How Old is Two in Startup Years?

Newsletter
October 4, 2021
Liesse Jones
Liesse Jones is the Director of Marketing Communications at LogDNA. She manages content strategy, PR, analyst relations, and media. She spends her time making sure that the brand is consistent across the board so that the world knows how cool log data really is.

There is no ice breaker in the world better than karaoke with 40 strangers that have your professional future in their hands. 

It was Summer 2019 and I had just joined LogDNA as a marketing communications manager when we went to San Diego for our company offsite. There was something special about this group, and I knew it right away when we were in that karaoke bar. They had classic taste in music (to anyone that grew up in the 90’s), they cheered each other on (even the bad singers), and they jumped in to help someone with the chorus when they fumbled or got shy. Through the fumbles and shy moments over the last two plus years, these are the same things that have kept me at LogDNA. We celebrate together, we learn together, and we encourage each other to take on the BHAGs that come with scaling a startup. 

A team without a leader

The week we all “worked from home for two weeks until COVID passed” was the week that our CMO and our sole product marketer both left the company. As an interim manager, we reported to Tucker, who had just taken the reins as the CEO and was also the acting CRO (that’s three C-level jobs at once, in case you lost count). This could have been bad, and admittedly the marketing team wasn’t sure what to expect. Tucker could have forced us to sacrifice all brand efforts and focus solely on sales pipeline. He could have micromanaged us. He could have frozen our budget or paused all strategy until we hired a new marketing leader. But, he didn’t do any of those things. Instead, he listened. He had discussions with us about what we were working on and what we thought could be better. And, he gave us a lot of autonomy to manage our respective programs. During this time I got to try on a product marketing hat, I managed a PR team for the first time ever, I learned about the magic of Gartner, and I got to throw a lot of spaghetti at the wall to see what stuck. 

Since the marketing and sales teams were both reporting to Tucker, we were forced to get closer (I say forced in an endearing way). We realized that we hadn’t been aligned before and started working on the inevitable tension that exists between teams in a go-to-market organization. Although I think some of that will always exist in a healthy org, this period helped us better understand one another and align around common goals—a practice we’ve maintained to this day. Above all, my favorite part of this period was how close the marketing team got. Many of us were in uncharted territory and early in our careers (this was my second tech company after having started my career in the fashion and beauty industry—not exactly cloud-native if you know what I mean). In the absence of a CMO or VP to guide us, we collaborated on nearly every marketing function. We each owned a part of demand generation, content creation, advertising, and events, and when one component was completed the next person would jump in to do their part. We got really good at working a-sync on projects, providing feedback, and knowledge sharing—three things that are essential as a startup and only possible if you start from a foundation of trust. Trust was the number one thing that we had, built, and grew during this period and that we still nurture every day.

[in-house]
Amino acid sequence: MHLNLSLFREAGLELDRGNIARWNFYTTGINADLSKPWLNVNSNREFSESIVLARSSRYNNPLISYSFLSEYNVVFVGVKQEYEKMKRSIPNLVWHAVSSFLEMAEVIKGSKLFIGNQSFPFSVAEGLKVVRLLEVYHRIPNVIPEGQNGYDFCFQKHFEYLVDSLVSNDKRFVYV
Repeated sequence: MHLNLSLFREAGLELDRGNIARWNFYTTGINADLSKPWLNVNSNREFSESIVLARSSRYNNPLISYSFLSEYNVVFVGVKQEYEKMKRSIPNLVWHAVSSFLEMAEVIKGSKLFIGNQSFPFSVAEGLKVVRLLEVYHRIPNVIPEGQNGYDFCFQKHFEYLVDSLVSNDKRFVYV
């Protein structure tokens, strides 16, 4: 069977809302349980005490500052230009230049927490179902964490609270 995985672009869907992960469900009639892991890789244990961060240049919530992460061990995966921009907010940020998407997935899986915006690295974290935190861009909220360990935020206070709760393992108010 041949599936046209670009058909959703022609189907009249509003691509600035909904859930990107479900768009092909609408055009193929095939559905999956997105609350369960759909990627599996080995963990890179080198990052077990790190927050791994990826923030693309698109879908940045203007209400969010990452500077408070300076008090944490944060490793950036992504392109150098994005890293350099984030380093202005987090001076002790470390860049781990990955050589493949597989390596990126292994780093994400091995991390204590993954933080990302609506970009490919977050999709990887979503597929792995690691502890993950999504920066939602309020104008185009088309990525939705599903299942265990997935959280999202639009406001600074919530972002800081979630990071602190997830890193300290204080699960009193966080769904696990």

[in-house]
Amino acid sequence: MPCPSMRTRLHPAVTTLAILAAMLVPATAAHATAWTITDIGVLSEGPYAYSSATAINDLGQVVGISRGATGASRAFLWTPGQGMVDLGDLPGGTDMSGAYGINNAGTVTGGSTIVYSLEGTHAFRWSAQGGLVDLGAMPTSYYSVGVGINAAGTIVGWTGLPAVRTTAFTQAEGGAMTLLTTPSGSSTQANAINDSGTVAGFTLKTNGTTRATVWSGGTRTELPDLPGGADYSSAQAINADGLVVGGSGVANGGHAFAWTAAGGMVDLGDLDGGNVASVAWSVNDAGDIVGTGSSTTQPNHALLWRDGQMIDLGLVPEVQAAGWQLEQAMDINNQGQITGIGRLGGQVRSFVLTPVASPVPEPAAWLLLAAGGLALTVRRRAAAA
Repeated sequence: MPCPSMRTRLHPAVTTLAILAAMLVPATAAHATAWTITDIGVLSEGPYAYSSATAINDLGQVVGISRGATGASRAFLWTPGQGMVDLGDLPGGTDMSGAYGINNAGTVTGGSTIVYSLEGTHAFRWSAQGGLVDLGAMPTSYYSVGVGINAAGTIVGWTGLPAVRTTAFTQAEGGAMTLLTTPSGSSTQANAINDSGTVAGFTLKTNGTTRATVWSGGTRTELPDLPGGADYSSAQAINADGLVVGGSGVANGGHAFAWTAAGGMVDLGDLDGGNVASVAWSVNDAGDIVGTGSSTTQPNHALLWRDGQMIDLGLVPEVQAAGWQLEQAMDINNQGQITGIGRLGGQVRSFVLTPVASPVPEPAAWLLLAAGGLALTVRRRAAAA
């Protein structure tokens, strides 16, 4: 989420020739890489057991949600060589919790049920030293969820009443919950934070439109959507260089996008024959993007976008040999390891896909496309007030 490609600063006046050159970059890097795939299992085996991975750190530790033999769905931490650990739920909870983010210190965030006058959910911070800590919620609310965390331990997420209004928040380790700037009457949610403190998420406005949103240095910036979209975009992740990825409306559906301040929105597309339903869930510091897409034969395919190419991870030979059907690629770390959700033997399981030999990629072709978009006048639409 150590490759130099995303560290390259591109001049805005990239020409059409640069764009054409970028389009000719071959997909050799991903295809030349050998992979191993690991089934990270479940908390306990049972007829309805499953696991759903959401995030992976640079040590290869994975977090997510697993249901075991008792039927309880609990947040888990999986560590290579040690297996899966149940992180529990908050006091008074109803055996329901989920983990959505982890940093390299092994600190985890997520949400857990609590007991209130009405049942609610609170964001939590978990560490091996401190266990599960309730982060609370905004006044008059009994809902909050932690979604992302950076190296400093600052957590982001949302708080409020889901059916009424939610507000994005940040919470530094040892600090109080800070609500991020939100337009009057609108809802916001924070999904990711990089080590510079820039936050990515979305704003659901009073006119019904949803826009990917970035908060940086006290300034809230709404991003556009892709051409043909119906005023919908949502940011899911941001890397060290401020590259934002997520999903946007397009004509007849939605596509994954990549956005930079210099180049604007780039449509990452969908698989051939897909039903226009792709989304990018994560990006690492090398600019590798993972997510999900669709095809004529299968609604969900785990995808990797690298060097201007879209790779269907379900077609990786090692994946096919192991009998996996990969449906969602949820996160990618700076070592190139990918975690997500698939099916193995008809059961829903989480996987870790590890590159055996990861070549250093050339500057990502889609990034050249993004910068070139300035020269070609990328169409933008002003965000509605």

A team with a leader

Six months later, the marketing team had a lot to be proud of, but we had also blurred the lines between who owned what functions. Then, at the perfect moment, Tucker sent us a gift named Dave. 

Dave is the VP of Marketing and the best boss I’ve ever had. He’s had the career every tech marketer in the valley dreams of: eBay in the early days, Twitter, Facebook, Cloudflare. He joined LogDNA and inherited a high-functioning group with a friendly, albeit kind of cult-like, energy. He created the structure that we needed, hired the folks that we really needed, and gave us the stability and structure to take risks. Note that there’s a difference between the feeling that I described earlier as, “throwing spaghetti at the wall to see what stuck” and having a stable foundation from which you can experiment. One of his first hires was a head of demand generation, who is brilliantly data driven, and has helped us implement a culture of testing. This is essential for understanding our audience, how they consume information, and how they ultimately make decisions about the technology that they’re going to adopt. 

Thinking big and thinking small

I joined LogDNA when we were 40 people. In the last two years we’ve more than tripled our full-time staff and have dozens more teammates that we partner with from supporting agencies. A few months ago, Tucker introduced this concept of thinking big and thinking small. It means that we must acknowledge that there are times when we must think and operate like a big company—for example our infrastructure team must think BIG because they are supporting thousands of customers that send us petabytes of data every month. And, there are times when we must think and act like a small startup—like launching a new website in two months, field testing concepts with analysts and design partners, and evolving our product roadmap depending on what the industry is telling us they need. We move fast, we iterate constantly, we push each other to do more than we think we can. 

I am so grateful for this team and all of the amazing things that they’ve thrown at me over the last couple of years. I can’t wait to write another post in 2024 talking about how long the next two years felt. Maybe there will be another karaoke story by then. 

P.S. We're hiring.

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